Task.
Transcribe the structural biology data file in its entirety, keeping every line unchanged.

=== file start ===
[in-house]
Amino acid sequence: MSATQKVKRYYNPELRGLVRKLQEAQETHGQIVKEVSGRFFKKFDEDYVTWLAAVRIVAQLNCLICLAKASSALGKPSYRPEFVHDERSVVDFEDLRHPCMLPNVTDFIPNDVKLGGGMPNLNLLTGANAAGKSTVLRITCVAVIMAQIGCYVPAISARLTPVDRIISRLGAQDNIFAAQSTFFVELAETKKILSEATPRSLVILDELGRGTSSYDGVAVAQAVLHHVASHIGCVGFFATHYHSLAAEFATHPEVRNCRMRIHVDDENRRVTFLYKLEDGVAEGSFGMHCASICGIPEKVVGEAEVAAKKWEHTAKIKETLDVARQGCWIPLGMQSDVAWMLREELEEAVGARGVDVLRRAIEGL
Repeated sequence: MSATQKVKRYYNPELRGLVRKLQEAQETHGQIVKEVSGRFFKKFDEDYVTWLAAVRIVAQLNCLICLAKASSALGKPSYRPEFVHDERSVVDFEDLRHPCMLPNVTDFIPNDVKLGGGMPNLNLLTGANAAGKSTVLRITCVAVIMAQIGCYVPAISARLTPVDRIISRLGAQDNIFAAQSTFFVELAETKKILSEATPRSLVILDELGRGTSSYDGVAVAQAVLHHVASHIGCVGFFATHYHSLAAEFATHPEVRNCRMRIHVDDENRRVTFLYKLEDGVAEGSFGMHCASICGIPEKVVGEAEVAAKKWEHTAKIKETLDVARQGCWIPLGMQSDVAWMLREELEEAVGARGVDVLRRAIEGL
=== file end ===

[in-house]
Amino acid sequence: MSATQKVKRYYNPELRGLVRKLQEAQETHGQIVKEVSGRFFKKFDEDYVTWLAAVRIVAQLNCLICLAKASSALGKPSYRPEFVHDERSVVDFEDLRHPCMLPNVTDFIPNDVKLGGGMPNLNLLTGANAAGKSTVLRITCVAVIMAQIGCYVPAISARLTPVDRIISRLGAQDNIFAAQSTFFVELAETKKILSEATPRSLVILDELGRGTSSYDGVAVAQAVLHHVASHIGCVGFFATHYHSLAAEFATHPEVRNCRMRIHVDDENRRVTFLYKLEDGVAEGSFGMHCASICGIPEKVVGEAEVAAKKWEHTAKIKETLDVARQGCWIPLGMQSDVAWMLREELEEAVGARGVDVLRRAIEGL
Repeated sequence: MSATQKVKRYYNPELRGLVRKLQEAQETHGQIVKEVSGRFFKKFDEDYVTWLAAVRIVAQLNCLICLAKASSALGKPSYRPEFVHDERSVVDFEDLRHPCMLPNVTDFIPNDVKLGGGMPNLNLLTGANAAGKSTVLRITCVAVIMAQIGCYVPAISARLTPVDRIISRLGAQDNIFAAQSTFFVELAETKKILSEATPRSLVILDELGRGTSSYDGVAVAQAVLHHVASHIGCVGFFATHYHSLAAEFATHPEVRNCRMRIHVDDENRRVTFLYKLEDGVAEGSFGMHCASICGIPEKVVGEAEVAAKKWEHTAKIKETLDVARQGCWIPLGMQSDVAWMLREELEEAVGARGVDVLRRAIEGL